A top China food safety official on Saturday announced new measures aimed at curbing an epidemic of dangerous Chinese-made food products but admitted success could prove elusive .
China plans to set up comprehensive food safety evaluation systems in 31 cities by the end of the year and to implement other measures, the State Food and Drug Administration official was quoted by the official Xinhua news agency as saying.
However, difficulties expected in upgrading such systems, plus the growing scale of the problem, will pose severe challenges, said Sun Xianze, head of the administration's food safety coordination department.
'China is in a time of serious food safety risks and our task of fixing this is extremely arduous. Despite some recent improvements, the food safety outlook is no cause for optimism,' he was quoted as telling a Beijing food safety symposium.
Sun's comments contrasted sharply with the government's so far upbeat response to a spate of health scares that have raised worldwide alarm and scrutiny over the quality of China's exports.
Officials have vigorously defended Chinese inspection systems.
But Sun acknowledged deficiencies in those systems that he said would only become more apparent.
'With the deepening of our work, problems in food safety mechanisms will gradually emerge and the difficulty in integrating and organising inspection work will only grow,' he said.
'The inspection, prevention and emergency response systems of food safety departments... will face increasing pressure and challenges,' Sun said.
Reports in the United States of tainted pet foods, dangerous toys, drugs, fish, cosmetics and other products have led to a spate of recalls and bans there.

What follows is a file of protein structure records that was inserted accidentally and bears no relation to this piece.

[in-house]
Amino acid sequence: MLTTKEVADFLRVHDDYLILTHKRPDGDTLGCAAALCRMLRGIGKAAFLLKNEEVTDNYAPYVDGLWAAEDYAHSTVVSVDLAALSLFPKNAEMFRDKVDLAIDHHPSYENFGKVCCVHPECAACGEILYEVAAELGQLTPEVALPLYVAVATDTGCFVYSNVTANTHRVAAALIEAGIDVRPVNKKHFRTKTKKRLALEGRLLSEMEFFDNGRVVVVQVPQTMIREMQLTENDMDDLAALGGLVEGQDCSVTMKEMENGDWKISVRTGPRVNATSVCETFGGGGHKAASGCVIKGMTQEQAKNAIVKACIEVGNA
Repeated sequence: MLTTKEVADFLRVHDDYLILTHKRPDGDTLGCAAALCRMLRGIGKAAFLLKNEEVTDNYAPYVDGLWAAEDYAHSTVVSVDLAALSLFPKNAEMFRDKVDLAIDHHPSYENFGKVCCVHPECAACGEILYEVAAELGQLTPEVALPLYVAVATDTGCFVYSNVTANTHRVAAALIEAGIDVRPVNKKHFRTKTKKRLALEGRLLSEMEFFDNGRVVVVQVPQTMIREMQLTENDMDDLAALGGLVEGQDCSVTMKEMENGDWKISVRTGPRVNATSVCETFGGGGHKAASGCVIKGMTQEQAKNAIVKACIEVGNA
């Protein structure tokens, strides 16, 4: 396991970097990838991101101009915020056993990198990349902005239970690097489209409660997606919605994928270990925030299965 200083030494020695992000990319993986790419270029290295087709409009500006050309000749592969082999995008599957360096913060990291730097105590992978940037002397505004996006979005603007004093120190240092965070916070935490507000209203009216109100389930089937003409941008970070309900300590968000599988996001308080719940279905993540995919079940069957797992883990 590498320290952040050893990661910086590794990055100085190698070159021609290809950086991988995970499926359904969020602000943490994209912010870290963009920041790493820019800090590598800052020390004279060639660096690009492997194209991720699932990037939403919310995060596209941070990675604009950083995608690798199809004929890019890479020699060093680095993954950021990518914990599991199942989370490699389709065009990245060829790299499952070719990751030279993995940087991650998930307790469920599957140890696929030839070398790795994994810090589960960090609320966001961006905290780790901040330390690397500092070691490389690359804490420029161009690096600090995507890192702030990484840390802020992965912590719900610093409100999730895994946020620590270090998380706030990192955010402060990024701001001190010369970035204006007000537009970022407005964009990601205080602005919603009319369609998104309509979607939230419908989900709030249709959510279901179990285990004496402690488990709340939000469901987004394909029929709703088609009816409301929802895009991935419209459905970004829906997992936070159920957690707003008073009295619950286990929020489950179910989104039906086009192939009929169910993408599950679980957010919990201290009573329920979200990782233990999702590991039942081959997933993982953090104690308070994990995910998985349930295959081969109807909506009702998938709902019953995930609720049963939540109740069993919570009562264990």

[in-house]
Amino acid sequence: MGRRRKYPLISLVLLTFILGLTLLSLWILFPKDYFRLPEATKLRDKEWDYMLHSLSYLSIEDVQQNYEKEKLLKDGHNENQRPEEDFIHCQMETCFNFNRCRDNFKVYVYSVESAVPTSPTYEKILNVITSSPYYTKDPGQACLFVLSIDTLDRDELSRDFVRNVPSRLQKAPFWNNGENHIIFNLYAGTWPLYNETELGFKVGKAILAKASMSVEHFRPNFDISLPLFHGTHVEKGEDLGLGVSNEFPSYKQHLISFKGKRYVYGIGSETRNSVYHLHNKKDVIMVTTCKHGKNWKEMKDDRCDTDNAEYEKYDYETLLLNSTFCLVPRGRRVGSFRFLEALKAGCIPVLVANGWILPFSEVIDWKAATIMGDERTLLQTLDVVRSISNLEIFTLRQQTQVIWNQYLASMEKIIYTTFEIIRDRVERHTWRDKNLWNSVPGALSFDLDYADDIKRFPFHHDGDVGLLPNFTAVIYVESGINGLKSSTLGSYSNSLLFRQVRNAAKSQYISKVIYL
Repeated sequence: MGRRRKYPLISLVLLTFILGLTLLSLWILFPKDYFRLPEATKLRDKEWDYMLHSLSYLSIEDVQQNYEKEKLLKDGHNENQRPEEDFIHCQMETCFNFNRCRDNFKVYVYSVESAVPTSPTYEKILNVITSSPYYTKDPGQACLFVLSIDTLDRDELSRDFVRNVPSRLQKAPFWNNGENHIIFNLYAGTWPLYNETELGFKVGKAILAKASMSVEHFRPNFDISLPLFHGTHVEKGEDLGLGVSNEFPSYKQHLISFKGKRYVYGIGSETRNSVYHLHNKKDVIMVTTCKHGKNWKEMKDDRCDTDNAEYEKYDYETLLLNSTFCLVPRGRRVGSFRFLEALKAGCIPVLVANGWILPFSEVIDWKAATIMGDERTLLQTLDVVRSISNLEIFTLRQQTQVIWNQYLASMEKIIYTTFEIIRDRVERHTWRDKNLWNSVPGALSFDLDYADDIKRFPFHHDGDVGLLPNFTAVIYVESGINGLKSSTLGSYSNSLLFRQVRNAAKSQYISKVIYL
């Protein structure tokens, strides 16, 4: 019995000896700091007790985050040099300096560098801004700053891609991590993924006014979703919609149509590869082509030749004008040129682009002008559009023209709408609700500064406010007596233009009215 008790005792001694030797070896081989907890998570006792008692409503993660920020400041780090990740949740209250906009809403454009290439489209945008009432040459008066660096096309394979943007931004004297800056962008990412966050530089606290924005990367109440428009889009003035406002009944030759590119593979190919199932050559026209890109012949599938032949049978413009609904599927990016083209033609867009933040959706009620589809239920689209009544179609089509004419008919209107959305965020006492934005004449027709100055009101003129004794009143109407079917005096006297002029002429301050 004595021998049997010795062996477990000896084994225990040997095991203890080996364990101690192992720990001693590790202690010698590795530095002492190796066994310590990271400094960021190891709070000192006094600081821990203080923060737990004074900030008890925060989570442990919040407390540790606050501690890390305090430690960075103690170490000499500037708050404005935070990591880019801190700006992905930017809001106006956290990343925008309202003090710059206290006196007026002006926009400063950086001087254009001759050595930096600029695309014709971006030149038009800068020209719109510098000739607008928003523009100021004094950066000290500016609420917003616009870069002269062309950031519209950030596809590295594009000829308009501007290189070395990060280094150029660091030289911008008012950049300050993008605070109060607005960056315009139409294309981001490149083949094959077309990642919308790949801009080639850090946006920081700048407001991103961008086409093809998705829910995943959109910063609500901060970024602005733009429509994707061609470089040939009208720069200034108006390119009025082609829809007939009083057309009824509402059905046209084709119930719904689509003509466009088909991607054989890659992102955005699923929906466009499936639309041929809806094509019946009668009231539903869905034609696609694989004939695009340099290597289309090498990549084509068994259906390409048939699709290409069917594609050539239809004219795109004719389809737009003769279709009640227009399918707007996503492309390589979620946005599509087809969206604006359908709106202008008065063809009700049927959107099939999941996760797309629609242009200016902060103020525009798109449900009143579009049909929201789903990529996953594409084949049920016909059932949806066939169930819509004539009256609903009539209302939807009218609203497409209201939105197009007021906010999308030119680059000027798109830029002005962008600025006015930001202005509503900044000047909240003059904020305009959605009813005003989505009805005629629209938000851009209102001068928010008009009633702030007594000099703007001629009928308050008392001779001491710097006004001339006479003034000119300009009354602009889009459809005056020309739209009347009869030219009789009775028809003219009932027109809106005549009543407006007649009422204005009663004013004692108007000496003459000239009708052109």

Chinese officials have blamed foreign media for 'sensationalist' reports. Authorities have seized a number of US-made imports on safety concerns in moves w
idely viewed as retaliatory.
However, Sun admitted there was widespread use of dangerous chemicals in China's agricultural and livestock industries and that such problems posed a major threat to China's exports.
'Food safety problems have suffocated agricultural and food exports and harmed the reputation of our exports and our national image,' he said.
Reports of dangerous or deadly Chinese-made food products being sold domestically can also be expected to continue, he said.
'The food safety situation in China's villages also is no cause for optimism. Hidden dangers will continue to emerge, as will illnesses from the use of harmful substances,' he said.
The strengthened evaluations in the 31 cities will focus on products including grains, oils, vegetables, meat, eggs, dairy and fish.
The administration will also strengthen its information systems and better integrate its operations, he said.
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